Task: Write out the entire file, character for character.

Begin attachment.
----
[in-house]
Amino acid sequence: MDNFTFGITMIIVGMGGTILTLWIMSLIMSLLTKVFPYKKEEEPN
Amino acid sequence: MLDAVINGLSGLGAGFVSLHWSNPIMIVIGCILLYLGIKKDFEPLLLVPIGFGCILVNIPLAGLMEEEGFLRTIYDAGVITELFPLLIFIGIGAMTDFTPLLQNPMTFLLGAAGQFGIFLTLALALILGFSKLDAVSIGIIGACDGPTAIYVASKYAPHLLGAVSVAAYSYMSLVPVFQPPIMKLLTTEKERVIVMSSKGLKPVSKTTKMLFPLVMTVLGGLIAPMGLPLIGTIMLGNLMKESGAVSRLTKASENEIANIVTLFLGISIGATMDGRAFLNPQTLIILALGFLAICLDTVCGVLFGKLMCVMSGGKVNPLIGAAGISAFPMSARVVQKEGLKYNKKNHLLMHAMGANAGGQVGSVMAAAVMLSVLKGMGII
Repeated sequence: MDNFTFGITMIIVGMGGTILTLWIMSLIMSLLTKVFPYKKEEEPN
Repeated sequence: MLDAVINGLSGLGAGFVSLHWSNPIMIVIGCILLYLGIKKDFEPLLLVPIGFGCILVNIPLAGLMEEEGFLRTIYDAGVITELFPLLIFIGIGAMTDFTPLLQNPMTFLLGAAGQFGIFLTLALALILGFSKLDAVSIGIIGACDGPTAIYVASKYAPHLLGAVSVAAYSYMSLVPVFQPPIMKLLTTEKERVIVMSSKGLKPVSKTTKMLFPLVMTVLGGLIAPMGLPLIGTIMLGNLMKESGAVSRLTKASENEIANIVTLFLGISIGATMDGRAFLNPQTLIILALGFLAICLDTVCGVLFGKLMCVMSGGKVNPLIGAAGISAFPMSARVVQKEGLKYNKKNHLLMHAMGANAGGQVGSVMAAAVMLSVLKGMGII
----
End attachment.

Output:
[in-house]
Amino acid sequence: MDNFTFGITMIIVGMGGTILTLWIMSLIMSLLTKVFPYKKEEEPN
Amino acid sequence: MLDAVINGLSGLGAGFVSLHWSNPIMIVIGCILLYLGIKKDFEPLLLVPIGFGCILVNIPLAGLMEEEGFLRTIYDAGVITELFPLLIFIGIGAMTDFTPLLQNPMTFLLGAAGQFGIFLTLALALILGFSKLDAVSIGIIGACDGPTAIYVASKYAPHLLGAVSVAAYSYMSLVPVFQPPIMKLLTTEKERVIVMSSKGLKPVSKTTKMLFPLVMTVLGGLIAPMGLPLIGTIMLGNLMKESGAVSRLTKASENEIANIVTLFLGISIGATMDGRAFLNPQTLIILALGFLAICLDTVCGVLFGKLMCVMSGGKVNPLIGAAGISAFPMSARVVQKEGLKYNKKNHLLMHAMGANAGGQVGSVMAAAVMLSVLKGMGII
Repeated sequence: MDNFTFGITMIIVGMGGTILTLWIMSLIMSLLTKVFPYKKEEEPN
Repeated sequence: MLDAVINGLSGLGAGFVSLHWSNPIMIVIGCILLYLGIKKDFEPLLLVPIGFGCILVNIPLAGLMEEEGFLRTIYDAGVITELFPLLIFIGIGAMTDFTPLLQNPMTFLLGAAGQFGIFLTLALALILGFSKLDAVSIGIIGACDGPTAIYVASKYAPHLLGAVSVAAYSYMSLVPVFQPPIMKLLTTEKERVIVMSSKGLKPVSKTTKMLFPLVMTVLGGLIAPMGLPLIGTIMLGNLMKESGAVSRLTKASENEIANIVTLFLGISIGATMDGRAFLNPQTLIILALGFLAICLDTVCGVLFGKLMCVMSGGKVNPLIGAAGISAFPMSARVVQKEGLKYNKKNHLLMHAMGANAGGQVGSVMAAAVMLSVLKGMGII